So, what happened? Why did Rangers, as Clement admitted, lose ‘too many duels in the first 10/15’ before conceding a goal that was so unbelievably poor and so completely avoidable? Not for the first time against Aberdeen, Rangers painted themselves into a corner and then had to try and navigate a way out of it. In the end, they left themselves too much to do and James Tavernier’s late penalty – correctly awarded after a clear pull on Connor Goldson’s shirt – could only earn Clement’s side a point.

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The combative, purposeful start from Aberdeen should have come as no surprise to Rangers. Not only did they fail to match the endeavours of Barry Robson’s side, they failed to enforce their way of playing on inferior opponents. It lacked substance and style.

“So at the end, we lose two points but the big working point is that our first 50 minutes were not good - and I’ve said that to the team,” Clement said. “We were not sharp enough at the start of the game. The moment we started winning the duels, after 50 minutes, we started to dominate, we created chances, we played the best football. So we need to get to that level for 90 minutes.”

Tavernier spoke about how Rangers ‘didn’t respond’ to the first contact and second balls in the opening 20 minutes. By that stage, the visitors had been let off the hook, as Jack Butland saved impressively from Ester Sokler, and then fell behind thanks to a fine finish from Bojan Miovski. The build-up to the goal, much like the chance for Sokler, was lamentable from a Rangers perspective.

There was no great escape like the win at Pittodrie last December. Beale’s side got out of jail on that occasion but then reverted to type a few months later as Liam Scales and Miovski netted. The previous term saw Rangers penalised for failing to put Aberdeen away as Lewis Ferguson scored from the spot and a full complement of league points have not been collected against the Dons since the four wins of the 55 campaign.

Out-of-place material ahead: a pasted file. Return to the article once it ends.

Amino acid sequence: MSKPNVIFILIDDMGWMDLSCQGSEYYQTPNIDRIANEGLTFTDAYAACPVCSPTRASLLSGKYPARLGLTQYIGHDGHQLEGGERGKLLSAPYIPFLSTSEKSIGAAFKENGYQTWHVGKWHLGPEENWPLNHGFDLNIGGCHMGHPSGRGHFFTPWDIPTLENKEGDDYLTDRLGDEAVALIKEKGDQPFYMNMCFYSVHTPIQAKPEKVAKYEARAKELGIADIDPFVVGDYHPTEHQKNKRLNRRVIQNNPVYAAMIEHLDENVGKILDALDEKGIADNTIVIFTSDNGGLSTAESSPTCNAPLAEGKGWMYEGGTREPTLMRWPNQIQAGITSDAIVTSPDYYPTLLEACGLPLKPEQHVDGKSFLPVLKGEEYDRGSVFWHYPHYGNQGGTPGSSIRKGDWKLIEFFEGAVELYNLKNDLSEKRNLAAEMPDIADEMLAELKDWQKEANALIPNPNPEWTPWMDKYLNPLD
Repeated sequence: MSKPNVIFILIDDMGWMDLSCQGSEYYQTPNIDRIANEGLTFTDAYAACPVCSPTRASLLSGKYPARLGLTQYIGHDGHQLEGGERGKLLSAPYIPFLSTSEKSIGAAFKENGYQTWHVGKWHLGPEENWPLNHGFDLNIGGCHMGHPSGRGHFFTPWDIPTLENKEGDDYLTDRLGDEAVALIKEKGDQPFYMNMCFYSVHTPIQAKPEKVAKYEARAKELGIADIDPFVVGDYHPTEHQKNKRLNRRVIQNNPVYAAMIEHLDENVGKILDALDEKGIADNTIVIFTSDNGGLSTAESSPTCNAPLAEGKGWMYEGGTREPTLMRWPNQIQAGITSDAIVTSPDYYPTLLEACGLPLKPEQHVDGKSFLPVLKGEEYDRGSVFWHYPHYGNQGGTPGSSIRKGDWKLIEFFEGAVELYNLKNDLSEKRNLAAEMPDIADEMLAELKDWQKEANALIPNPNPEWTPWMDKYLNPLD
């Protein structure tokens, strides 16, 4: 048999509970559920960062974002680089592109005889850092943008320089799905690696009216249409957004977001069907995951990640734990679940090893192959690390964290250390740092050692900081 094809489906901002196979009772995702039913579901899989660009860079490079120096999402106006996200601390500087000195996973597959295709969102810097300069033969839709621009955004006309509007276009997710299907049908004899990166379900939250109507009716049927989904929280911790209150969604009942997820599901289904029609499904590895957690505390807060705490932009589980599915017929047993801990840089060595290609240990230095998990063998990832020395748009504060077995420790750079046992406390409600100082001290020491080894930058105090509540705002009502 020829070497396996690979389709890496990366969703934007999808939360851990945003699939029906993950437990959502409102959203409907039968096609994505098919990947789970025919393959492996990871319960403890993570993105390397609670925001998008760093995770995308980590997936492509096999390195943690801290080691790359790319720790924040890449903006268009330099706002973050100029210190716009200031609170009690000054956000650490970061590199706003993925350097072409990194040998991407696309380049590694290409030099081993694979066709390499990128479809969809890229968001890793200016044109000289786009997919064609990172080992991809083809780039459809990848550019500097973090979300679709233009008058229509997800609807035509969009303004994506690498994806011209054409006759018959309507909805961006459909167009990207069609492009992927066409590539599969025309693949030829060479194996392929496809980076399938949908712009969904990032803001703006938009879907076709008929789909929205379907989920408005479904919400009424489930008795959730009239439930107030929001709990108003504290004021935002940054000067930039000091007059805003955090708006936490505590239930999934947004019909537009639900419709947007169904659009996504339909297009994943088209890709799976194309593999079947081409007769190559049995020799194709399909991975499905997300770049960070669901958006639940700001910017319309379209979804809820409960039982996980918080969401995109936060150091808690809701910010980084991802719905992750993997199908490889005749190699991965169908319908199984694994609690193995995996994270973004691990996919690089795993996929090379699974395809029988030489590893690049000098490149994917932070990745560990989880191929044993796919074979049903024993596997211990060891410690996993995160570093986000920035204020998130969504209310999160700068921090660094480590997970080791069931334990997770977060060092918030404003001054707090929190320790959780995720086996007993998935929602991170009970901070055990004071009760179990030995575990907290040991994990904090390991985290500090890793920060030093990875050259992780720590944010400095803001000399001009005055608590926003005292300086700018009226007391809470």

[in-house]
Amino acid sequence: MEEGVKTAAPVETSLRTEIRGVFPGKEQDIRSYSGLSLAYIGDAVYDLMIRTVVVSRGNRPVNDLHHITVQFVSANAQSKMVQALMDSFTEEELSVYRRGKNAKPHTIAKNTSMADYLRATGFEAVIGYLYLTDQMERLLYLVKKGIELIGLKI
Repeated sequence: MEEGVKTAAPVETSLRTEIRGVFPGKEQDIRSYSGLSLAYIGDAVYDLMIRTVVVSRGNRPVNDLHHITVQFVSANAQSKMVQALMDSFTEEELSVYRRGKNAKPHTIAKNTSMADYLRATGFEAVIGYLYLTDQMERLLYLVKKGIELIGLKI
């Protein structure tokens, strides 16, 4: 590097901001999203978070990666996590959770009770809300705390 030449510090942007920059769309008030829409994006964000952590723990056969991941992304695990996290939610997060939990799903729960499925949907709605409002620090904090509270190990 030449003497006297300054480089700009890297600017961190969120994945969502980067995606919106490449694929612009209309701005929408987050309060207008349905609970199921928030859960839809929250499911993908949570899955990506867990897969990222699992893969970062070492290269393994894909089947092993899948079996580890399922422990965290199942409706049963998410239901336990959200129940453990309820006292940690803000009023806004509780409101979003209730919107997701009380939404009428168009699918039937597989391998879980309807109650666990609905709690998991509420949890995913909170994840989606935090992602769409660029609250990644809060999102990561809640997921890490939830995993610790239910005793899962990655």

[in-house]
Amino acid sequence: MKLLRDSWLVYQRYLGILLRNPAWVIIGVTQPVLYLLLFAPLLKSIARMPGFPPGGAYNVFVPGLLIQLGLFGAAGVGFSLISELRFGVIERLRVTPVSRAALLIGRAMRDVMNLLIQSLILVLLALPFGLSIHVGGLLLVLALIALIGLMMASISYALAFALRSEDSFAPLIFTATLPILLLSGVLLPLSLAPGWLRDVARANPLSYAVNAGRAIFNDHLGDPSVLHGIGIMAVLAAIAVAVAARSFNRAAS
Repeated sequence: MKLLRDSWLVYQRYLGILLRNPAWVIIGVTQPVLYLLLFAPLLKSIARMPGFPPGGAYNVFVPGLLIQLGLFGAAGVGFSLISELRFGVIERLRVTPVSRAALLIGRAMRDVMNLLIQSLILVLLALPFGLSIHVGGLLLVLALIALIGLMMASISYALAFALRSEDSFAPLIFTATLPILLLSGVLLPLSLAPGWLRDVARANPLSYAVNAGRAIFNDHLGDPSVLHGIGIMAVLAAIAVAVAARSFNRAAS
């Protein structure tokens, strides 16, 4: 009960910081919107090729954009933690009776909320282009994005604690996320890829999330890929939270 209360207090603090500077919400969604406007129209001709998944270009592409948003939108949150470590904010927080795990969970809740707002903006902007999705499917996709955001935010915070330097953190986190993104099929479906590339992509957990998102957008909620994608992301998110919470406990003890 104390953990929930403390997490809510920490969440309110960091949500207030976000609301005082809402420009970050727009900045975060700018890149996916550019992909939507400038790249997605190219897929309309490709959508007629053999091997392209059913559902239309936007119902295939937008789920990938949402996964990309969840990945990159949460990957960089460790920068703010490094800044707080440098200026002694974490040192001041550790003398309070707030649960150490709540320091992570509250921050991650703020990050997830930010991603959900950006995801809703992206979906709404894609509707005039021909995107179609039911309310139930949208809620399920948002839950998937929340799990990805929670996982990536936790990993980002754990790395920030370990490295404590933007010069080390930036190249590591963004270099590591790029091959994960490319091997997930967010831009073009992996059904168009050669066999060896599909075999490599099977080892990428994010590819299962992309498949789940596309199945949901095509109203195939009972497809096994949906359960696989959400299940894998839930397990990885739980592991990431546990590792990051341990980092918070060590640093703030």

The recent frustrations and the ones before then that saw Gerrard’s side struggle against Aberdeen in his first seasons, perhaps prove that Pittodrie is indeed a difficult place to go and win. On the other hand, each is evidence that Rangers have simply not performed as required when required. Whenever performances and results slip on the road, the central themes and issues are usually the same.

It should not be beyond this squad, or their predecessors, to match the tempo of Aberdeen, or any opponent in this league. If you deny them a foothold in the game, they have nothing to build on and, on days like Sunday, nothing to hold on to. 

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Clement was entitled to be positive about the manner in which Rangers finished in the ascendancy. On another day, one of Balogun’s headers finds the net or Sam Lammers follows Scott Arfield’s example with a dramatic late winner in front of the Richard Donald Stand. It was an afternoon of ‘what if?’ and ‘if only’ overall, though. And Rangers have had too many of them for it to be treated in isolation.

Points are, of course, going to be squandered over the course of the campaign and there was no damage done in the grand scheme of things on Sunday. Rangers remain, with a game in hand, eight points adrift of Celtic. Both sides of the Old Firm will come unstuck in the coming months but the gap between the big two and the rest is now such that no fixture, not even those historically hyped ones, can be treated as anything other than must win. Any solitary point won on the road is ultimately two left on the table.

A win at Pittodrie would have been a statement of intent in many ways. It would have reduced the arrears and maintained the momentum, but it would also have shown that so many of these players have indeed learned from their litany of mistakes, both here and in similar fixtures at venues across the country.

Rangers will arrive at another ‘tough place’ sooner rather than later. As always, it will only be as difficult as they make it. If they want to win the war, ground cannot be lost in these battles.